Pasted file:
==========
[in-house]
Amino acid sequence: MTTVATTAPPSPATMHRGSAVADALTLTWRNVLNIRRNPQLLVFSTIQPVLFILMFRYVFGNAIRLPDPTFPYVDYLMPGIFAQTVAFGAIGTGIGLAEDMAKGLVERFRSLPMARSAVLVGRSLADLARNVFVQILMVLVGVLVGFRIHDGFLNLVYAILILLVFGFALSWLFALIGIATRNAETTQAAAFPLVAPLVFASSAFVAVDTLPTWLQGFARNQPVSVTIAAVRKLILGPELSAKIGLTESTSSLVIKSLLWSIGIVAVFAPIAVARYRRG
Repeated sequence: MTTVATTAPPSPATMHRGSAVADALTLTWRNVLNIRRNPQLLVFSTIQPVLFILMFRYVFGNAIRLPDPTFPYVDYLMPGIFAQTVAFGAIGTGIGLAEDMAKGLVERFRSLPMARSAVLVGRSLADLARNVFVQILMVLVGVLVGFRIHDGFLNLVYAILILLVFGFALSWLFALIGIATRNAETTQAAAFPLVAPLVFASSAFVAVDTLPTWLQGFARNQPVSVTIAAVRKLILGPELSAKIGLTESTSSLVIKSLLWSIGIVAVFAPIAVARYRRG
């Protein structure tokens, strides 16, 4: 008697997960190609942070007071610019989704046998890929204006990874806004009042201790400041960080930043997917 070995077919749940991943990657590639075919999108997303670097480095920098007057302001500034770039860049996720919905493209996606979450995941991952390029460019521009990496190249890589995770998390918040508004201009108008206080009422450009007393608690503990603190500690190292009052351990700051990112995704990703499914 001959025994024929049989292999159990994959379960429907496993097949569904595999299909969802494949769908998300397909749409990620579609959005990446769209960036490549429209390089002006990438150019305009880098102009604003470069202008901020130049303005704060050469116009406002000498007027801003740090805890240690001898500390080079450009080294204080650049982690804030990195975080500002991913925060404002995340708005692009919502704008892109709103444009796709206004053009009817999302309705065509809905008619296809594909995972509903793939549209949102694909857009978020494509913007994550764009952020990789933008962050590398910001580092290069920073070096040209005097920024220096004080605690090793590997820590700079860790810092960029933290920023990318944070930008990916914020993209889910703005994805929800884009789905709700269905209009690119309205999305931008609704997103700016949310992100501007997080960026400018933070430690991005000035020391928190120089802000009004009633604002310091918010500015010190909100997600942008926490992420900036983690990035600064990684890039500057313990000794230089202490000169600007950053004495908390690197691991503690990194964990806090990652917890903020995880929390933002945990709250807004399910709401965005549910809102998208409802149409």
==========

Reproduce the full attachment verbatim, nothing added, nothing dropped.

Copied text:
[in-house]
Amino acid sequence: MTTVATTAPPSPATMHRGSAVADALTLTWRNVLNIRRNPQLLVFSTIQPVLFILMFRYVFGNAIRLPDPTFPYVDYLMPGIFAQTVAFGAIGTGIGLAEDMAKGLVERFRSLPMARSAVLVGRSLADLARNVFVQILMVLVGVLVGFRIHDGFLNLVYAILILLVFGFALSWLFALIGIATRNAETTQAAAFPLVAPLVFASSAFVAVDTLPTWLQGFARNQPVSVTIAAVRKLILGPELSAKIGLTESTSSLVIKSLLWSIGIVAVFAPIAVARYRRG
Repeated sequence: MTTVATTAPPSPATMHRGSAVADALTLTWRNVLNIRRNPQLLVFSTIQPVLFILMFRYVFGNAIRLPDPTFPYVDYLMPGIFAQTVAFGAIGTGIGLAEDMAKGLVERFRSLPMARSAVLVGRSLADLARNVFVQILMVLVGVLVGFRIHDGFLNLVYAILILLVFGFALSWLFALIGIATRNAETTQAAAFPLVAPLVFASSAFVAVDTLPTWLQGFARNQPVSVTIAAVRKLILGPELSAKIGLTESTSSLVIKSLLWSIGIVAVFAPIAVARYRRG
């Protein structure tokens, strides 16, 4: 008697997960190609942070007071610019989704046998890929204006990874806004009042201790400041960080930043997917 070995077919749940991943990657590639075919999108997303670097480095920098007057302001500034770039860049996720919905493209996606979450995941991952390029460019521009990496190249890589995770998390918040508004201009108008206080009422450009007393608690503990603190500690190292009052351990700051990112995704990703499914 001959025994024929049989292999159990994959379960429907496993097949569904595999299909969802494949769908998300397909749409990620579609959005990446769209960036490549429209390089002006990438150019305009880098102009604003470069202008901020130049303005704060050469116009406002000498007027801003740090805890240690001898500390080079450009080294204080650049982690804030990195975080500002991913925060404002995340708005692009919502704008892109709103444009796709206004053009009817999302309705065509809905008619296809594909995972509903793939549209949102694909857009978020494509913007994550764009952020990789933008962050590398910001580092290069920073070096040209005097920024220096004080605690090793590997820590700079860790810092960029933290920023990318944070930008990916914020993209889910703005994805929800884009789905709700269905209009690119309205999305931008609704997103700016949310992100501007997080960026400018933070430690991005000035020391928190120089802000009004009633604002310091918010500015010190909100997600942008926490992420900036983690990035600064990684890039500057313990000794230089202490000169600007950053004495908390690197691991503690990194964990806090990652917890903020995880929390933002945990709250807004399910709401965005549910809102998208409802149409």